Yes. The recalculation clerk will send out a notice to the payor and the court, and will send a copy of this notice to the other party as well.

It must be filed no later than 60 days before the review date. The review date is the anniversary date of the time the Recalculation Authorization Order was issued. The recalculation clerk will confirm the review date for both parties.

The new amount in a recalculated order must be paid starting 31 days after the parties are notified of the recalculation. Parties are considered to be notified of the new order 5 days after the clerk mails it.

Yes.  It will expire when:

  • the original order authorizing the recalculation order has been changed, rescinded (withdrawn) or suspended

  • any child receiving support under the order reaches the age of majority (19 in Nova Scotia)

  • it was issued under the 2010 regulations and was not filed with the Director on or before November 1, 2014, the order will expire five years after the date the court issued it. 

The recalculation clerk will give you information about what needs to be filed. The details of what the clerk will want you to file will be put in a notice the clerk will send to the parties about 90 days before the anniversary date of the order.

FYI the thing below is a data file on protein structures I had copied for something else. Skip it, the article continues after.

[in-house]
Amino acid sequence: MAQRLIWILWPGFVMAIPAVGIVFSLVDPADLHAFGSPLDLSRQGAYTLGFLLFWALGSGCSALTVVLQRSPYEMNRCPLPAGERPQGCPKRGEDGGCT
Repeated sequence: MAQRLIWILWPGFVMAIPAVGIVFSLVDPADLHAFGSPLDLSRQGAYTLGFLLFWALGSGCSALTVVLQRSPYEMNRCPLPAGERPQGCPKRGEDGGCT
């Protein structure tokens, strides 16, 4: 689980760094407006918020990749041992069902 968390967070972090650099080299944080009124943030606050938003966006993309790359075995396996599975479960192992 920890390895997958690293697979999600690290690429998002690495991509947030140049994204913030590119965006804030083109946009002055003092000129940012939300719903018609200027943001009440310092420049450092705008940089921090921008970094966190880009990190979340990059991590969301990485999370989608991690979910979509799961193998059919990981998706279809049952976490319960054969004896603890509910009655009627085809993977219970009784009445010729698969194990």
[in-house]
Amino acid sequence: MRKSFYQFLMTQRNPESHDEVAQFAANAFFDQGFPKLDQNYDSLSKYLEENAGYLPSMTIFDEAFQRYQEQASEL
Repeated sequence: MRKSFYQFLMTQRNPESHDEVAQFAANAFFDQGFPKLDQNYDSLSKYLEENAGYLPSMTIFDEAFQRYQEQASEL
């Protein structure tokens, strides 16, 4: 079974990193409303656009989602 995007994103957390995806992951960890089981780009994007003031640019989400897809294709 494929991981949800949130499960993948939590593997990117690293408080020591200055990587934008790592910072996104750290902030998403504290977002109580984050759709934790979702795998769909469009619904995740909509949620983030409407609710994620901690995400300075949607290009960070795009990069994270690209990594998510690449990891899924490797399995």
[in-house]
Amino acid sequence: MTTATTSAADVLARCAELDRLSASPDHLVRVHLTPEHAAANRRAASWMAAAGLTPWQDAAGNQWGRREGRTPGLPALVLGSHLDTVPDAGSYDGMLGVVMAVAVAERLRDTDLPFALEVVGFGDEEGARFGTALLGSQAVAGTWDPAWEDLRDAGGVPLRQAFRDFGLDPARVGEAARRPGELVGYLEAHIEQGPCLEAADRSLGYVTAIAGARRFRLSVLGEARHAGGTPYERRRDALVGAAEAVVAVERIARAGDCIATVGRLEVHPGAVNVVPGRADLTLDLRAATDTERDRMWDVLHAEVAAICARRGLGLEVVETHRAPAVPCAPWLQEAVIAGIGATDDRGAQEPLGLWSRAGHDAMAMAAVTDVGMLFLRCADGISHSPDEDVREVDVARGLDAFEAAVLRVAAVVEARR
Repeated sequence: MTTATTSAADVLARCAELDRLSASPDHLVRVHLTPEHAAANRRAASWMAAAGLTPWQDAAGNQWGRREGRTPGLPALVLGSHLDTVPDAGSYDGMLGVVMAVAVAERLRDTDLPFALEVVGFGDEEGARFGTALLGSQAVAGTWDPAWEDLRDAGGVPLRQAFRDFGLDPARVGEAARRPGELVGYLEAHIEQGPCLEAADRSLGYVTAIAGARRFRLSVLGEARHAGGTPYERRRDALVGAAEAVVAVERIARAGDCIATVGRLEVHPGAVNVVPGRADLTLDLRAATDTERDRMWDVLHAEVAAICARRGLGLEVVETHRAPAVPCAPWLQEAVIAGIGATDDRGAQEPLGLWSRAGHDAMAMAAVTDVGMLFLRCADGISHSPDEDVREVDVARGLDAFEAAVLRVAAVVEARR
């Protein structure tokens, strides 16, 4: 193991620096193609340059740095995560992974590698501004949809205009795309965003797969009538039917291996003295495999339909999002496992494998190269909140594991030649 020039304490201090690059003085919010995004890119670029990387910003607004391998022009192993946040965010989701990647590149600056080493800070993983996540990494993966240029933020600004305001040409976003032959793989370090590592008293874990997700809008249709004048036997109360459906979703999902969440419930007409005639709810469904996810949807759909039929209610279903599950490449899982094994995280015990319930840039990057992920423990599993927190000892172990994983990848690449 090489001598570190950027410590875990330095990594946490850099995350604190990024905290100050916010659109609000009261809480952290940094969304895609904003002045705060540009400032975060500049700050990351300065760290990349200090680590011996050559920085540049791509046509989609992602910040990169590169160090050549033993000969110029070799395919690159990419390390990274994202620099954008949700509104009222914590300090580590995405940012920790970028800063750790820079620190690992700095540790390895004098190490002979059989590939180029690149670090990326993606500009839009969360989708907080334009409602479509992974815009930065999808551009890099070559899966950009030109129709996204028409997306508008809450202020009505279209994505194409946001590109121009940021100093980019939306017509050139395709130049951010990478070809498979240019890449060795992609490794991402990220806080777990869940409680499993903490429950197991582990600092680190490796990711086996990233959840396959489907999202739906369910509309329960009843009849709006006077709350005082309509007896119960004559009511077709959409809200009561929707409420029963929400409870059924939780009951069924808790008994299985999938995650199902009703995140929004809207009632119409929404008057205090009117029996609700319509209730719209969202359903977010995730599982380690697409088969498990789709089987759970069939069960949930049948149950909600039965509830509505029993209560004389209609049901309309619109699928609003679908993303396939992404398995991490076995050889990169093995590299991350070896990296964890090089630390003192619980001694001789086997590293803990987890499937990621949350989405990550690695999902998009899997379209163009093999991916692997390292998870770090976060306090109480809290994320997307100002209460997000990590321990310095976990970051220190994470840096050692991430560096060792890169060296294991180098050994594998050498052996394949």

Your financial information will be due 60 days before the review. The review will usually take place about one year following the date that the court order (or registered written agreement) that allowed recalculation was issued.

The clerk will give you directions on what to file. These directions will be specific to your case. The income information that you must give to the clerk will normally depend on the time of year that the income information is due.  The clerk will ask for a completed Income Tax Return (with all slips, schedules and attachments included) and all notices of assessment or reassessment from the Canada Revenue Agency for the most recent tax year.  

In some cases, the clerk may direct you to file, and may accept, other documents instead of the Income Tax Return and notice of assessment. For example, if you are being asked to give your information before you have filed an Income Tax Return, then the clerk may direct you to file end of year income stubs and letters from income providers setting out gross income for the year. 

In all cases, the clerk must be able to determine from the documents you file whether the information is accurate, complete and reliable.